by Matthew Kaylor (CRTFC) and Evan Booher (ODFW)
MFIMW partners including Oregon State University (OSU), Oregon Department of Fish and Wildlife (ODFW), the Columbia River Inter-Tribal Fish Commission (CRITFC), and the Confederated Tribes of Warm Springs (CTWS) are investigating when Chinook Salmon fry leave spawning gravels (emergence) across the Middle Fork John Day River (MFJD). This is important to evaluate because emergence timing determines the conditions fish first experience (temperature, food availability, flow, habitat accessibility) and the amount of time fish have to grow. Differences in emergence timing across the watershed may translate to differing experiences in growth and survival as well as differences in their ability to access floodplain habitat.
Staff from the Oregon Department of Fish and Wildlife sampling for Chinook Salmon fry in inundated floodplain areas of the Middle Fork John Day River.
Researchers first modeled emergence timing throughout the MFJD using data on the timing of spawning and water temperature. They found that emergence was earliest upstream near Bates State Park and was progressively later downstream. This is the opposite pattern of what they found for other NE Oregon rivers in the Grande Ronde River basin, and may be attributed to upstream groundwater inputs which are warmer in winter compared to colder surface water. To evaluate these predictions, ODFW and CTWS began capturing fry at multiple locations along an upstream to downstream gradient throughout the MFJD during spring 2021. They sampled fry at these locations every week from March through May and will examine the size of fish over time to determine when peak emergence occurred, which will then be compared to modeled predictions. Lastly, in collaboration with the National Oceanic and Atmospheric Administration (NOAA), researchers are modeling when and where floodplains are flooded across the MFJD using historical flow records and satellite imagery. Floodplains provide important habitat to juvenile salmon by providing abundant prey and refuge during high flows. The researchers are determining when fish emerge relative to when floodplains are flooded to determine how fish may use these habitats, and where floodplain restoration may be most impactful for juvenile Chinook Salmon.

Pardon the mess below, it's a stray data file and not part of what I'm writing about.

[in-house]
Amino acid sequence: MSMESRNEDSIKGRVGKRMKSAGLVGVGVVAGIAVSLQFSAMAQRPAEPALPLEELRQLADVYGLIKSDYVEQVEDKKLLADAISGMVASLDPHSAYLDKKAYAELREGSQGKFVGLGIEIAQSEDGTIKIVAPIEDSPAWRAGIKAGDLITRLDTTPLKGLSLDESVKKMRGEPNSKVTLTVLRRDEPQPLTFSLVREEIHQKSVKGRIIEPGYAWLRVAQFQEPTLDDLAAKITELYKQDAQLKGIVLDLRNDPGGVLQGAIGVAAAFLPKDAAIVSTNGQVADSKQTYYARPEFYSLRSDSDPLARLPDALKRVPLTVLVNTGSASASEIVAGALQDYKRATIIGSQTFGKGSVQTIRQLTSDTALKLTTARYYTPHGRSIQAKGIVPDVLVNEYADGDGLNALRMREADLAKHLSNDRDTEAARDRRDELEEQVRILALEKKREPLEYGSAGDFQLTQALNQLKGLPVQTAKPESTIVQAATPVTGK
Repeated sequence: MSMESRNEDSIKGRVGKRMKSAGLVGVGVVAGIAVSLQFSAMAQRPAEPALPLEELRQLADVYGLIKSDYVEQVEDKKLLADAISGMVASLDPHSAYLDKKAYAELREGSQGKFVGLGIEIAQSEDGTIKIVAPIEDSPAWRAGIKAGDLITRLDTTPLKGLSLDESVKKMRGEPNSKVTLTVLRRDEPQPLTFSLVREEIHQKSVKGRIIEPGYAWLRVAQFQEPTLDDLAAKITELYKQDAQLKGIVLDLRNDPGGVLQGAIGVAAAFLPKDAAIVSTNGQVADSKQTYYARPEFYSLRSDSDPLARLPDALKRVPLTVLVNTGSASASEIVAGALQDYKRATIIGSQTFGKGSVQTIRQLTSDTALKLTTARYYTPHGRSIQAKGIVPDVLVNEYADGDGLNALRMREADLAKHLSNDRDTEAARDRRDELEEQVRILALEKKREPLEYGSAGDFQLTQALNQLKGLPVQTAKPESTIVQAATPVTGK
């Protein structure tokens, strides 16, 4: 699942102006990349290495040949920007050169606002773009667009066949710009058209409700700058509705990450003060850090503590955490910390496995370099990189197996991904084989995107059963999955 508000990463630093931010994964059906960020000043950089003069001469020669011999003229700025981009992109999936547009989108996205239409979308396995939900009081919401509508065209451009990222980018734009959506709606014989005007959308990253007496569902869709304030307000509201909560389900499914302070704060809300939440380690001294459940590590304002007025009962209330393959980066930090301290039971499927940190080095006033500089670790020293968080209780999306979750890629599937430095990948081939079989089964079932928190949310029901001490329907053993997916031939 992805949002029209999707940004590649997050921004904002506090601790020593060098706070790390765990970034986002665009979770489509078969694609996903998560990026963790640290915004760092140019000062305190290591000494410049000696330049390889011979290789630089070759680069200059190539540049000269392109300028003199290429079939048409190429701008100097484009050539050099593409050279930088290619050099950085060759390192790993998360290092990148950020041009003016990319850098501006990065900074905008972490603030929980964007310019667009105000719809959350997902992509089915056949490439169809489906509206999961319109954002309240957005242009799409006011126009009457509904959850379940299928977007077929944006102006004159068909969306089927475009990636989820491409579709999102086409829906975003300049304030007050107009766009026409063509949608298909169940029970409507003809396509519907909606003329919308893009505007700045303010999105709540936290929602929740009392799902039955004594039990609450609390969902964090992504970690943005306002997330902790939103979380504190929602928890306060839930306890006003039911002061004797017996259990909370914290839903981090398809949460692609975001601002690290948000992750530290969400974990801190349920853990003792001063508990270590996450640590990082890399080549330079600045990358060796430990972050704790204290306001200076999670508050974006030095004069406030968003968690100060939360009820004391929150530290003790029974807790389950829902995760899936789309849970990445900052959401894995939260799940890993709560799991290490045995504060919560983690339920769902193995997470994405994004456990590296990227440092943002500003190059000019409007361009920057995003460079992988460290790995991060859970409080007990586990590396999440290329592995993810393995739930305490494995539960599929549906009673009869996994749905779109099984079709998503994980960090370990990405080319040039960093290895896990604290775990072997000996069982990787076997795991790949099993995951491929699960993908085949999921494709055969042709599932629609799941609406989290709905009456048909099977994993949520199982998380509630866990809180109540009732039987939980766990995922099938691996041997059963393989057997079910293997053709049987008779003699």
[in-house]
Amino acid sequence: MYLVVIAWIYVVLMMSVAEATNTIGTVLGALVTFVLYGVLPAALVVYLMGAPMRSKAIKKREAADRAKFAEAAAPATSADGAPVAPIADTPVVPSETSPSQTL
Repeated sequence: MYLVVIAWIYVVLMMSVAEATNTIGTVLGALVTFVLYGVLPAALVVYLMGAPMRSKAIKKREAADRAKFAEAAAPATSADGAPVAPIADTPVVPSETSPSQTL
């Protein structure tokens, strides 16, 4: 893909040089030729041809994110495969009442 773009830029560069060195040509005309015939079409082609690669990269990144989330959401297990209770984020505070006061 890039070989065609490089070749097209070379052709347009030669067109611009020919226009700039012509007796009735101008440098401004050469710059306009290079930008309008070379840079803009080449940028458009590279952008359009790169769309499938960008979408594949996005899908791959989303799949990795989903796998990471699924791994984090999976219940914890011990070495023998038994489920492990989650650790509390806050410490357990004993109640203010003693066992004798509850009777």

Juvenile Chinook Salmon captured in the Middle Fork John Day River in spring 2021 to evaluate emergence timing from nests. The fish on the left was a newly emergent fry, while the larger fish on the right was transitioning to the parr life stage.
Chinook Salmon fry captured in the Middle Fork John Day River to evaluate emergence timing from nests.
Inundated floodplain in a restoration area of the Middle Fork John Day River during early spring runoff in 2021. Floodplains are important habitat during the early life stage of juvenile salmon, providing refuge during high flows, abundant prey, and thermal conditions conducive for fish growth.
by Matthew Kaylor (CRTFC) and Evan Booher (ODFW)
Once the warm temperatures and low flow conditions of summer arrive, juvenile Chinook Salmon hunker down and move little until flows increase in the fall. However, we know little about movement in spring because fish are too small to mark with PIT tags and challenging to capture as high flows make sampling inefficient. It is important to determine patterns of fish movement during this early-life period because it sets the stage for where juveniles spend the critical summer period. This information can provide guidance for prioritizing and locating restoration projects to maximize juvenile salmon use.
Using genetics as a tracer, MFIMW partners including Oregon State University (OSU), Oregon Department of Fish and Wildlife (ODFW), the Columbia River Inter-Tribal Fish Commission (CRITFC), and the Confederated Tribes of Warm Springs (CTWS) are quantifying movement from redds (salmon nests) to summer rearing habitats in the Middle Fork John Day River (MFJD). In September of 2020, genetic samples were obtained from 111 adult salmon after they spawned, which represented roughly a third of the spawning population. In addition, the location of each fish was recorded. During the summer 2021, the offspring of these adults will be captured from locations throughout the MFJD and fin clips will be collected for genetic analysis. Sampled juveniles can then be matched to previously sampled parents through genetic parentage analysis, which then provides a location of where juveniles originated. The project will occur over an additional year (adults from 2021; juveniles from 2022), with a greater focus on sampling Chinook fry from floodplain habitats to determine dispersal patterns shortly after they emerge from redds.
The Chinook Salmon life cycle comes full circle in streams and rivers of the Columbia River basin. The locations at which adult Chinook Salmon spawn and ultimately perish (left) could play an important role in determining habitat use of the next generation of juvenile Chinook Salmon (right).